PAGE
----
Wedding Bells: Love Wins Transgender Icon Janet Mock Marries Her Main In Hawaii
Writer and TV host Janet Mock is one of the most iconic trans women in the world, so when she shared photos of her wedding on Instagram Friday it was a very big deal — especially because for many trans women it is difficult to find a man accepting of their reality.
Janet shared her wedding story exclusively with BRIDES magazine, read some excerpts below:
Our story started on the dance floor of a bar on the Lower East Side of Manhattan. It was 2009, and I was tipsy and twirling when I bumped into Aaron. He was gorgeous — the kind of handsome I’d seen in my mind when I let myself be the girl who can have that, the girl I’d watched on screen so many times in rom-coms that always seemed to end in marriage. Within minutes of our meeting, he invited me for a cup of coffee, and in a nearby fluorescent-lit café, I discovered that he was more than good-looking. He was kind and attentive and had a generous ear. I knew he was my guy, but I was unsure if I’d be his girl.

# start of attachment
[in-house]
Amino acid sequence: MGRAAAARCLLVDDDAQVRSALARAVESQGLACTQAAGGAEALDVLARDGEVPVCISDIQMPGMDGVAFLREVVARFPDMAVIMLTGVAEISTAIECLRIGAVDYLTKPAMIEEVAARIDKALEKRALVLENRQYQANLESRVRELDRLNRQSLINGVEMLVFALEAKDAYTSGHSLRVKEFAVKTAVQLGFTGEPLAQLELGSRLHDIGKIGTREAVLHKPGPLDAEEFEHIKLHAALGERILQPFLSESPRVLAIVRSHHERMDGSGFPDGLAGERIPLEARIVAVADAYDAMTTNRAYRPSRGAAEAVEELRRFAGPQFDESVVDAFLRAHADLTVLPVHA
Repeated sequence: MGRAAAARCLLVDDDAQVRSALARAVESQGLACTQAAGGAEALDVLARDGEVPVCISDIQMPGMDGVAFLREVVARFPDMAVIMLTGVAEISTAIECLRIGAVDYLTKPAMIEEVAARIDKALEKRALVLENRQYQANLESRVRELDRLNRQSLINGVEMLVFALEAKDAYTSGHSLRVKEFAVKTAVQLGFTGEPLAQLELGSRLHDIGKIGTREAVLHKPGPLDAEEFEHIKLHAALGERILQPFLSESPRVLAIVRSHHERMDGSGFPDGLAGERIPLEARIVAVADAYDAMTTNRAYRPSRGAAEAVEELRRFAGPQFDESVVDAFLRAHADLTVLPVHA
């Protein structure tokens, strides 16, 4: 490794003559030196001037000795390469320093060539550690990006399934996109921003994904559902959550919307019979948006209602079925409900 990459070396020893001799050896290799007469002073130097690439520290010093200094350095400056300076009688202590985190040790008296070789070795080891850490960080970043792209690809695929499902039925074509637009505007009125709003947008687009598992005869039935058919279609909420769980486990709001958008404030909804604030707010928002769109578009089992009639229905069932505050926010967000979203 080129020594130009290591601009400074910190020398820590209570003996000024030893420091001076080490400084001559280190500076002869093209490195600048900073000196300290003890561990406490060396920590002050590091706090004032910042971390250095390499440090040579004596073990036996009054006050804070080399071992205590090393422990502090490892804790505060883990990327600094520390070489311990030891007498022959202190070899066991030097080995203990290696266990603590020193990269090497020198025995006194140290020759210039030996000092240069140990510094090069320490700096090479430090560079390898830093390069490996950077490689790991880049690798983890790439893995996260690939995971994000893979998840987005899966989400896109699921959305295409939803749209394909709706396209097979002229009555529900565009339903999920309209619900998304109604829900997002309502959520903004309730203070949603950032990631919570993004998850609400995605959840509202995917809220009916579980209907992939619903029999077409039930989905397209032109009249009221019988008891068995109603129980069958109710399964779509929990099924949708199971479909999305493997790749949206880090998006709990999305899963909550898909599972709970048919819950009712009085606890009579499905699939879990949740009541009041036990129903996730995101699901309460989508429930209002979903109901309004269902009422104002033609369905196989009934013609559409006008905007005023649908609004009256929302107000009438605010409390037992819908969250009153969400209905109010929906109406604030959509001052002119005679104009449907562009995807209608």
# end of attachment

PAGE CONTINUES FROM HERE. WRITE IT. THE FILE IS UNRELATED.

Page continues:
Aaron proposed to me five years later at our home last December. There were no frills and there was no hesitation as he slipped an oval diamond engagement ring with a rose-gold band onto my finger. When I said yes, I had never been more certain about anything. We knew we would have a short engagement and a small wedding near the ocean in my hometown of Oahu, Hawaii.
Walking toward Aaron was the highlight of our wedding. All day I was managing details, texting with my planner, getting glam with my girls…then I saw my best friend, my partner, my everything and I just let all the details go. I was fully present, and so was he. Our synchronized “ugly cry” was the highlight of my wedding. Just the two of us, fully present in front of our people meant everything. It was a dream, an impossible dream come true.
Though a wedding doesn’t make a marriage, being able to show up and declare our commitment in front of the people we love meant everything to us. The whole day was a statement on the transformative power of being seen for who you really are and being loved not despite your past and experiences but because of it.